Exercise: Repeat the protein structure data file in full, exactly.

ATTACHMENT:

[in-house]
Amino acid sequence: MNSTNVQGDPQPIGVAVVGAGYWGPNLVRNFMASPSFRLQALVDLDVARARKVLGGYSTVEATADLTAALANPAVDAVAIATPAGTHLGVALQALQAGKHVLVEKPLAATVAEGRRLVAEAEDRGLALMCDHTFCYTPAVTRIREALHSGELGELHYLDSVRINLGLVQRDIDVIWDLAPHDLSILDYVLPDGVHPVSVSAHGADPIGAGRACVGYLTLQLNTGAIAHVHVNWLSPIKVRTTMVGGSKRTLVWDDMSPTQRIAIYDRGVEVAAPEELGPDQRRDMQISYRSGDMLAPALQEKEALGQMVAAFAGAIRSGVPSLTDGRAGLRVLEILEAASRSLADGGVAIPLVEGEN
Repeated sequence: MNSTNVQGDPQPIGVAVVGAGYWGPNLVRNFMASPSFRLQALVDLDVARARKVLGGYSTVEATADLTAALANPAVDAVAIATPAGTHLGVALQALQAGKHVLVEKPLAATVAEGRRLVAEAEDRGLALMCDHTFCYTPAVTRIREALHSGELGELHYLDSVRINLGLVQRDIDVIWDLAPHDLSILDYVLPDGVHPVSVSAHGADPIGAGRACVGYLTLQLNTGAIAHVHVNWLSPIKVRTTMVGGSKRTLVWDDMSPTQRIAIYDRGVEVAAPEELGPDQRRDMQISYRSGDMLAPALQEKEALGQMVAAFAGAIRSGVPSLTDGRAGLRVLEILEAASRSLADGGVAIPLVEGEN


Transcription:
[in-house]
Amino acid sequence: MNSTNVQGDPQPIGVAVVGAGYWGPNLVRNFMASPSFRLQALVDLDVARARKVLGGYSTVEATADLTAALANPAVDAVAIATPAGTHLGVALQALQAGKHVLVEKPLAATVAEGRRLVAEAEDRGLALMCDHTFCYTPAVTRIREALHSGELGELHYLDSVRINLGLVQRDIDVIWDLAPHDLSILDYVLPDGVHPVSVSAHGADPIGAGRACVGYLTLQLNTGAIAHVHVNWLSPIKVRTTMVGGSKRTLVWDDMSPTQRIAIYDRGVEVAAPEELGPDQRRDMQISYRSGDMLAPALQEKEALGQMVAAFAGAIRSGVPSLTDGRAGLRVLEILEAASRSLADGGVAIPLVEGEN
Repeated sequence: MNSTNVQGDPQPIGVAVVGAGYWGPNLVRNFMASPSFRLQALVDLDVARARKVLGGYSTVEATADLTAALANPAVDAVAIATPAGTHLGVALQALQAGKHVLVEKPLAATVAEGRRLVAEAEDRGLALMCDHTFCYTPAVTRIREALHSGELGELHYLDSVRINLGLVQRDIDVIWDLAPHDLSILDYVLPDGVHPVSVSAHGADPIGAGRACVGYLTLQLNTGAIAHVHVNWLSPIKVRTTMVGGSKRTLVWDDMSPTQRIAIYDRGVEVAAPEELGPDQRRDMQISYRSGDMLAPALQEKEALGQMVAAFAGAIRSGVPSLTDGRAGLRVLEILEAASRSLADGGVAIPLVEGEN